Much more than what is learnt in the classroom. To this end, our Psychology department works tirelessly to address issues affecting our students’ mental health. The program ensures that each student is able to get the most out of their time in the classroom by identifying and working to resolve problems or past traumas from their home and/or community life that might be influencing their wellbeing. These issues can range from not having a quiet space at home to study to serious cases of abuse.

In addition to providing one-on-one and group therapy sessions, the program teams up with the Social Work Department to provide formal and informal education to the parents of our students. Together they provide a “Family Nurturing” workshop called Crianza con Cariño. Crianza con Cariño is an 8-week program that works with parents and children on non-violent communication and conflict resolution.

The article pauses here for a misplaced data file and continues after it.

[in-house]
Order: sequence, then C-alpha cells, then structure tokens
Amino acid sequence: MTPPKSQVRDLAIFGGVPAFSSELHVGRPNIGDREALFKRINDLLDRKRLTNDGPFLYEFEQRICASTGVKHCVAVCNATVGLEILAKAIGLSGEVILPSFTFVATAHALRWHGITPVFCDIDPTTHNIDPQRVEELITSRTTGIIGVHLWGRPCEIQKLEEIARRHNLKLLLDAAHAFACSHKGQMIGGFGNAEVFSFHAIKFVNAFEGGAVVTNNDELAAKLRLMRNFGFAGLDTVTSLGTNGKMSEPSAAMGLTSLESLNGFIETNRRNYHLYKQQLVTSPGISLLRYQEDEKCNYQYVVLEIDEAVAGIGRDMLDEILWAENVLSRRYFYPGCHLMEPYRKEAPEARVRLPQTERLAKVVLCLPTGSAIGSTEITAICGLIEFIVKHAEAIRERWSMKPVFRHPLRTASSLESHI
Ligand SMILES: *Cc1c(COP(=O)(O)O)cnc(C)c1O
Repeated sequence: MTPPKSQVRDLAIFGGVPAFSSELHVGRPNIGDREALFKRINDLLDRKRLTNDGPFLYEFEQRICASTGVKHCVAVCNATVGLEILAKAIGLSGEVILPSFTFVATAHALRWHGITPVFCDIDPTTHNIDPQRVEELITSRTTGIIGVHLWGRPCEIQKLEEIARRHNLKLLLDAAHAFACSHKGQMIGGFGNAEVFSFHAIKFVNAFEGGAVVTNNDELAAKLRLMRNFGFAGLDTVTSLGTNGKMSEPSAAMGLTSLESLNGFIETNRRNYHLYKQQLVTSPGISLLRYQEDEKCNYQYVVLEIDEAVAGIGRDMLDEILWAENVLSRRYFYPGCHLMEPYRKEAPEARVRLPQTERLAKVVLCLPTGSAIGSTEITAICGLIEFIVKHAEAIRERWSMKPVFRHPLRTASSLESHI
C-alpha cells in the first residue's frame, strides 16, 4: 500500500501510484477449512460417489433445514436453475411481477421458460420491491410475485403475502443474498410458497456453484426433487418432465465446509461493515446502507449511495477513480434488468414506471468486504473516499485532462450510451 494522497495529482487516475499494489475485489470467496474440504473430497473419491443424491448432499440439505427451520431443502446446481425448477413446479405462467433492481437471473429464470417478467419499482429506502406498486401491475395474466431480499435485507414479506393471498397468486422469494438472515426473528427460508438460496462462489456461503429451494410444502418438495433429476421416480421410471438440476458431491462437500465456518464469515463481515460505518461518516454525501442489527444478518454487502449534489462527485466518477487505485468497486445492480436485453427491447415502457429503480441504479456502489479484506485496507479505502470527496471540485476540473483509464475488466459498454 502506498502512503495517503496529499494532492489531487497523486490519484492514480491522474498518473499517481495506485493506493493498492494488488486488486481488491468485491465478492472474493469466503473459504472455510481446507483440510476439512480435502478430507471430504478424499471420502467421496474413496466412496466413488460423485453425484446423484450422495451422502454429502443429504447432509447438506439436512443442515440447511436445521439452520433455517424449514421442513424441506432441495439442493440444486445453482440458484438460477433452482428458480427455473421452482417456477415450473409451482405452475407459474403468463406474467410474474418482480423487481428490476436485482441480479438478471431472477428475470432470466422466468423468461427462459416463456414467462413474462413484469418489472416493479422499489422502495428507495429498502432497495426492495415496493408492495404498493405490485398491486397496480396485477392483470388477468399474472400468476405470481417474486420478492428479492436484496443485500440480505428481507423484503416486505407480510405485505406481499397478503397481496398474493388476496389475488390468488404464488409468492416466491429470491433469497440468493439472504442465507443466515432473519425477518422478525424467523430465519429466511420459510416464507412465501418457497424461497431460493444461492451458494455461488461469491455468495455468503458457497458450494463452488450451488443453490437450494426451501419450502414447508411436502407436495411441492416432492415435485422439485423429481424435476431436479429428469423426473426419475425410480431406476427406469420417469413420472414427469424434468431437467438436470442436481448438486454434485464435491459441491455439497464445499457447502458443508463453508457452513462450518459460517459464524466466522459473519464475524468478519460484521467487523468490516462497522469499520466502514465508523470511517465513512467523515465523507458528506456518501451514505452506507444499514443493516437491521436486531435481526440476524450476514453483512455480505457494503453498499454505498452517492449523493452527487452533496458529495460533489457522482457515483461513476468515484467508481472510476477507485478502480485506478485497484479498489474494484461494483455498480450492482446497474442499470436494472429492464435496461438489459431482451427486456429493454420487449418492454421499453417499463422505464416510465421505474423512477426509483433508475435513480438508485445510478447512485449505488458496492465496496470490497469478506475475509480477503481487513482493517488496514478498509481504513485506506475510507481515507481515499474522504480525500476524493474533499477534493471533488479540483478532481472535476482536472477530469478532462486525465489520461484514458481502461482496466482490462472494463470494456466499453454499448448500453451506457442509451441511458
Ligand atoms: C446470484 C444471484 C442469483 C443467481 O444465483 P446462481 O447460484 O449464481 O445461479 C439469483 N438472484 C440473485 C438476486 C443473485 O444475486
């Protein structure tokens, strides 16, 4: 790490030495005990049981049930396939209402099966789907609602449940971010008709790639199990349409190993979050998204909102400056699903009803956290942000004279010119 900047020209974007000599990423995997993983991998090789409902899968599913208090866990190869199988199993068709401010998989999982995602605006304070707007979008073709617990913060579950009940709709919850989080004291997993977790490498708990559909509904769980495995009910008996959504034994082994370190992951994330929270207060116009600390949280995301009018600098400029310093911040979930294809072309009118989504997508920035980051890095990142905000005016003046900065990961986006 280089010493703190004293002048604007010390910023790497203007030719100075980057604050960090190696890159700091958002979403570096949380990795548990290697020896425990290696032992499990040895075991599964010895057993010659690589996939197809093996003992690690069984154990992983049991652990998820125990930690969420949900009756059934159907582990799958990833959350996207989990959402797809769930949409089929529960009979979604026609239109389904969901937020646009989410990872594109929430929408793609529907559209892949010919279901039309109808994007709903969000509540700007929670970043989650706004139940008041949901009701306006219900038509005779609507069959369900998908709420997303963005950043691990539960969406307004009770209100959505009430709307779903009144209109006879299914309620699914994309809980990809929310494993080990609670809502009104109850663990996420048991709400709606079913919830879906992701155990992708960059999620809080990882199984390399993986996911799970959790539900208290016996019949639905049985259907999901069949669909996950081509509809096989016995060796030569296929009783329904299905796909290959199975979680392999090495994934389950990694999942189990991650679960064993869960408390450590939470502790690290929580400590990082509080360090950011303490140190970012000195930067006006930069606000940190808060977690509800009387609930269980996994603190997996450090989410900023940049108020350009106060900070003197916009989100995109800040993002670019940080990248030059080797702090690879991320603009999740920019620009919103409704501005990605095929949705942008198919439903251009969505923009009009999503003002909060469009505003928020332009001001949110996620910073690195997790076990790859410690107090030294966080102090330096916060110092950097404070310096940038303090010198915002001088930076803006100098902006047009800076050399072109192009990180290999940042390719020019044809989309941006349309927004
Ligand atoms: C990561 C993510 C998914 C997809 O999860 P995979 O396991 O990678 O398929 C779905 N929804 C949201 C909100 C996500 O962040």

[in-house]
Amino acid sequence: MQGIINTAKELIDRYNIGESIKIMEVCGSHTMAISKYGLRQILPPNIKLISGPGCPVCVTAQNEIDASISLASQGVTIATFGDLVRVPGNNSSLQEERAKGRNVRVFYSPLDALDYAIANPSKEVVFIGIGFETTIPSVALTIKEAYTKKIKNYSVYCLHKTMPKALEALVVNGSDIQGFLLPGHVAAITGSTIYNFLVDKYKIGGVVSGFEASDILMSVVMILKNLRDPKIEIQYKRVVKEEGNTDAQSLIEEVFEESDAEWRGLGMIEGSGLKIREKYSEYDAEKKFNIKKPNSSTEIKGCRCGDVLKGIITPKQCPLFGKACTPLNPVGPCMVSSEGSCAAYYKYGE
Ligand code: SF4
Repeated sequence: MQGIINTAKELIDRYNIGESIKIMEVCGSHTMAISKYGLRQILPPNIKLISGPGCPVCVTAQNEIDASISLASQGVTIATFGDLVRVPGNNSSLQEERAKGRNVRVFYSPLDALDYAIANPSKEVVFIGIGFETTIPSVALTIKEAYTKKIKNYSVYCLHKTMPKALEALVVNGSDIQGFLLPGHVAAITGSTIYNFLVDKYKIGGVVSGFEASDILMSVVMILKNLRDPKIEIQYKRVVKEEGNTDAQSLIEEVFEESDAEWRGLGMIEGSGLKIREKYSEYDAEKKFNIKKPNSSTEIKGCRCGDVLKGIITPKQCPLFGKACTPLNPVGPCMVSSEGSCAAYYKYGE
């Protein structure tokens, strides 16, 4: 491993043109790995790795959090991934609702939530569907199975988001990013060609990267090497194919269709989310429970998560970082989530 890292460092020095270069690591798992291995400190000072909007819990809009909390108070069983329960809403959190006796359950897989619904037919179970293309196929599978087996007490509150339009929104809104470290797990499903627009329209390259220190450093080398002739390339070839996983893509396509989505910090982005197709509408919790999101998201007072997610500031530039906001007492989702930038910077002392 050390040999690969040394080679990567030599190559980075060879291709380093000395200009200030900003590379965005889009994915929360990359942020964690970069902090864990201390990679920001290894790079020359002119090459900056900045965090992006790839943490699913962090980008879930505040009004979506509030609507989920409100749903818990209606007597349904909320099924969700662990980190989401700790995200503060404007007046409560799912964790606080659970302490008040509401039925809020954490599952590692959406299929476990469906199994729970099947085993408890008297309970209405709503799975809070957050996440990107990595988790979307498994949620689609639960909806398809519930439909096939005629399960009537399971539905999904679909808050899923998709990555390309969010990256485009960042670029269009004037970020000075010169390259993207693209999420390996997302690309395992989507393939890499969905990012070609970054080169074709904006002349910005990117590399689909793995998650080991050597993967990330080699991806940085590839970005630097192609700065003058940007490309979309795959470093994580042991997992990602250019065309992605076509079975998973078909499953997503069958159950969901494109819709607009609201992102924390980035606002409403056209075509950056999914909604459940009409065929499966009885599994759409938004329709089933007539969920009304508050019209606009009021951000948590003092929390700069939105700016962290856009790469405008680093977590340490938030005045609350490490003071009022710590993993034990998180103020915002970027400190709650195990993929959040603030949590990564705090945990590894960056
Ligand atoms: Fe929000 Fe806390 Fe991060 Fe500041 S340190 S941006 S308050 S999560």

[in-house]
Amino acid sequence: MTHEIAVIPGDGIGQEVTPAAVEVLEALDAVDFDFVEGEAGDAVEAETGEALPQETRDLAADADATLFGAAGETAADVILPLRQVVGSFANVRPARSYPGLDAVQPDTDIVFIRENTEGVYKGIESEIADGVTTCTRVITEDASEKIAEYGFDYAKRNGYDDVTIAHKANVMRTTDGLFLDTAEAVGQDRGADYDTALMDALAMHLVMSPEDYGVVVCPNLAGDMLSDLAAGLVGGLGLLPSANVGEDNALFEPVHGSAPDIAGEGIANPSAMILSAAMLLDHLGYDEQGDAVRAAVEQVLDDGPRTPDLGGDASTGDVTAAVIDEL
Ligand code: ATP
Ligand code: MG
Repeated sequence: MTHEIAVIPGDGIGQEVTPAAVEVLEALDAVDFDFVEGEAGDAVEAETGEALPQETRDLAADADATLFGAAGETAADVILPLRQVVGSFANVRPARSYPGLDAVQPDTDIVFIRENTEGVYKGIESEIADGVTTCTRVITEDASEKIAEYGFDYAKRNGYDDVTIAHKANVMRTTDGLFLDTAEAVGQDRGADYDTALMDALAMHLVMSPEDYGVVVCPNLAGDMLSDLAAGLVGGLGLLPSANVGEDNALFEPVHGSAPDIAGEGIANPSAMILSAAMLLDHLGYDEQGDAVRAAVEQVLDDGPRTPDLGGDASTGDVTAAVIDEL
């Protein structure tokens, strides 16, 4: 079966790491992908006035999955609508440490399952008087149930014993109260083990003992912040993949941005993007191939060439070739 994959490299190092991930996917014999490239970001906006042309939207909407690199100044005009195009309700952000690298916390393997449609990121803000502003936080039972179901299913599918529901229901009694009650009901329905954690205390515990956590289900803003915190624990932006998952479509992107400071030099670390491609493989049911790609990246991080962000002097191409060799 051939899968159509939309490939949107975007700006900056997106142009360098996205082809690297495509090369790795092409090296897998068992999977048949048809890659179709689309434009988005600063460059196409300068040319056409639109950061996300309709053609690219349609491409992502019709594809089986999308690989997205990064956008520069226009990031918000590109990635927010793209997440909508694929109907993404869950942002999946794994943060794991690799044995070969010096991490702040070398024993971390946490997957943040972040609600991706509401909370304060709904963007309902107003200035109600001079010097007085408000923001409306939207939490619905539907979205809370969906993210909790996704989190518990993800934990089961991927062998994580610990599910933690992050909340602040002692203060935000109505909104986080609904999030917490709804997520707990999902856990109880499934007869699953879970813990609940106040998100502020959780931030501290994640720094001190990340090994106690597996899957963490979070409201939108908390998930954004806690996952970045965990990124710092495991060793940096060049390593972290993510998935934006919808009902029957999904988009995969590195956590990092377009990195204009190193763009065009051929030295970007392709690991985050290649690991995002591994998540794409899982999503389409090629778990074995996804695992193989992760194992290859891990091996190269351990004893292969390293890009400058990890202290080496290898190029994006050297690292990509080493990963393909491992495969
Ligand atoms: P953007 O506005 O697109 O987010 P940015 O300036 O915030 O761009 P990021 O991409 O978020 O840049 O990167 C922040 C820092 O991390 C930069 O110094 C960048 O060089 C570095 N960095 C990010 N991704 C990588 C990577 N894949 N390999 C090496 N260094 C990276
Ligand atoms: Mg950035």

A few of the other programs that we carry out each year are one-on-one and group therapy sessions, a Family Alcoholics Support group, a Self-esteem and Hygiene program and other social services that our families and students would otherwise go without.

These programs are fundamental to the change that we are trying to bring to the communities we serve. Our students and their families depend on these programs to acquire skills regarding basic health and hygiene and other knowledge that improves the family’s well being.

Nutrition & Health